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The Race for The South Pole

Fine large, early twentieth-century Italian image illustrating the race for the South Pole and a map of Antarctica.

The map depicts the race for the South Pole, where explorers from various nations sought to be the first to trek to the South Pole. In the upper left corner is the victorious party led by the Norwegian Roald Amundsen. In the lower left is the unfortunate British expedition led by Robert Falcon Scott. Penguins waddle in the lower right.

The majority of the image is taken up by a map of the continent of Antarctica. Covered in snow and ice, the Ross and Weddell Seas are marked. The Magnetic South Pole is also indicated, as is the settlement of Little America, which is located in a section controlled by New Zealand. This station was first established by the American explorer Robert Byrd on his first Antarctic expedition on 1928-1930. Byrd led the first successful flight over the South Pole on November 29, 1929.

At this time, the continent was segmented into claims by Norway, Britain, the United States, New Zealand, Australia (two sections), and France. Today, the continent is partitioned further, with claims by Argentina, Australia, Chile, France, New Zealand, Norway, and the United Kingdom. Additionally, some of these claims overlap and states such as the United States and Russia have research stations on the continent without claims.

Amundsen and Scott and early-twentieth century Antarctic exploration

By the early twentieth-century, the cultural trope of the valiant explorer was at a high point. However, actual geographic regions which Europeans and Americans could claim to “discover” were waning. In the early nineteenth century, the focus was on the Arctic and the Northwest Passage. A century later, all eyes were on the Antarctic and the South Pole.

No explorers were more primed to reach the South Pole than Robert Falcon Scott and Roald Amundsen. Amundsen was part of the crew of the first ship to winter in the ice of the Antarctic, the Belgian ship Belgica, in 1899. Scott, a Royal Navy officer, led his first expedition to the Antarctic from 1901 to 1904 in the purpose-built ship Discovery. Scott, Ernest Shackleton, and EA Wilson journeyed overland to within 410 miles of the South Pole before having to turn back. Shackleton returned on another attempt on the Pole from 1907-1909. This time he and his men reached within 97 miles of the Pole, but they nearly died on the return trip to their ship, Nimrod.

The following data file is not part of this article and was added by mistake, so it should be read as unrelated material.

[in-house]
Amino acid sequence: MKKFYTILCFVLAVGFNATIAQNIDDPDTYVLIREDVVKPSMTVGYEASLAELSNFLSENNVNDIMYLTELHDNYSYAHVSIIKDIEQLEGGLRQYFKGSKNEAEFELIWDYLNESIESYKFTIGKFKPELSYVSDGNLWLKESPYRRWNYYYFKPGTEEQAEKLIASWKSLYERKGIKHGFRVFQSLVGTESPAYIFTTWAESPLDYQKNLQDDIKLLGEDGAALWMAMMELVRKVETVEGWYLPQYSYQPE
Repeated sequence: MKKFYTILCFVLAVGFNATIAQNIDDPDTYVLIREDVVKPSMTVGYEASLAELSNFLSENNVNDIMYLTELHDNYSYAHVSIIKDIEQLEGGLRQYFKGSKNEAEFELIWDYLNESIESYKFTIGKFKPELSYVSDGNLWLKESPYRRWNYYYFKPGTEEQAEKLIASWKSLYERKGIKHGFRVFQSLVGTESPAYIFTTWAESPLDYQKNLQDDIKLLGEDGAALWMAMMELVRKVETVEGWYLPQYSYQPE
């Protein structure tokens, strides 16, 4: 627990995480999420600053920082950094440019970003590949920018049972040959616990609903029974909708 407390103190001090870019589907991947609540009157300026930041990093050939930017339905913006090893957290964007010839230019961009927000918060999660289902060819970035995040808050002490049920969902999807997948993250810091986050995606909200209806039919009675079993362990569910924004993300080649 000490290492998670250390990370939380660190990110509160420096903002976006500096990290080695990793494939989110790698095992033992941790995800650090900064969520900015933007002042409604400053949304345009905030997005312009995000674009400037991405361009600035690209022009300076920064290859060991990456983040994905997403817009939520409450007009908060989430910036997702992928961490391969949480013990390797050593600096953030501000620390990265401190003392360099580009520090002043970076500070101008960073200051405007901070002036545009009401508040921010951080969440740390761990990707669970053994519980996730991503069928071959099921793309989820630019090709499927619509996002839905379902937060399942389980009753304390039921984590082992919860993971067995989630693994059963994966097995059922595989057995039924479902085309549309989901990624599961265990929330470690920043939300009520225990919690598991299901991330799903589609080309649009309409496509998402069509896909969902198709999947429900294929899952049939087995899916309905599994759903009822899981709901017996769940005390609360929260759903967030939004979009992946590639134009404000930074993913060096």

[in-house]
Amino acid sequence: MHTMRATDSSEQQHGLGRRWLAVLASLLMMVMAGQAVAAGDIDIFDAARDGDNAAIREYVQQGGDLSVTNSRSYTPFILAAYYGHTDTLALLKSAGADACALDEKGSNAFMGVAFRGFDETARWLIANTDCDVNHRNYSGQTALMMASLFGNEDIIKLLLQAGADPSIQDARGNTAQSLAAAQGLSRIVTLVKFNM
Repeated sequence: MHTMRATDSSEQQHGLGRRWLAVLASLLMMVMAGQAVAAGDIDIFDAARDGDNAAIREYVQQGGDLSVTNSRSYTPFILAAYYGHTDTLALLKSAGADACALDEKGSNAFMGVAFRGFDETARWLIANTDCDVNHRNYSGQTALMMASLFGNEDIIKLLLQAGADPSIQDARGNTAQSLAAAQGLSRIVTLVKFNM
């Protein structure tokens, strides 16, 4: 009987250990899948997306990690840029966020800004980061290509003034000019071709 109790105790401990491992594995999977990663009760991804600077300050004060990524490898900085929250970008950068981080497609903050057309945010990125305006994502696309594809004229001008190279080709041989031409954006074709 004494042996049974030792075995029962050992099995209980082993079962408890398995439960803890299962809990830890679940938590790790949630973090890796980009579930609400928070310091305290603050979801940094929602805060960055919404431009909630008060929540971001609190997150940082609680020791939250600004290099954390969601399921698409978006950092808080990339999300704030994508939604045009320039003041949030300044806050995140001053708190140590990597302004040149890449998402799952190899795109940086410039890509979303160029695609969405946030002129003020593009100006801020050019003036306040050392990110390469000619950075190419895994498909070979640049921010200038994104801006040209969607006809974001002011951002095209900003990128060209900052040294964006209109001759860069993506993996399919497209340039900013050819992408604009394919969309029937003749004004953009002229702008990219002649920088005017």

In 1910, the race was on. Robert Falcon Scott left from Cardiff on the Terra Nova on June 15, while Amundsen left from Kristiansand on the Fram on August 9. Interestingly, Amundsen had been intended for the North Pole. However, he heard that two separate American explorers claimed to have reached it, so he instead sailed south, to the surprise of this crew.

Amundsen landed in Antarctica and prepared his sleds and dog teams to travel overland to the South Pole. He left on October 15, 1911 with four sleds and 52 dogs. Scott left two weeks later from his own base camp; he set out on November 1. Amundsen and his party arrived at the South Pole, the first humans to do so, on December 15 at 3PM. They left equipment and notes for Scott and turned back, arriving at their base camp on January 26. Only 12 dogs made it back with them, but no human life was lost.

Scott and his four men reached the South Pole five weeks later, on January 18, 1912. They found Amundsen’s tent and knew they had been beaten. They left the following day for their base camp. On February 17, the first man, Petty Officer Edgar Evans, died in his tent. On March 16-17 Captain Lawrence Oates succumbed; he walked out into the cold with the words, “I am just going outside and may be some time.” The three remaining men, Scott, Lieutenant Bowers, and Dr Wilson, died just 11 miles from their final supply depot. Their bodies were discovered seven months later.

Despite the tragedy, the world was fascinated by both Amundsen and Scott, not to mention Shackleton, who would lead another two Antarctic expeditions. This poster is a testament to the popularity of Antarctic exploration in particular, and exploration in general, in the 1930s. Indeed, the title calls Antarctica, "the continent of the day."


The map is apparently unrecorded.  This is the first example of the map we have ever seen.

Reference KAP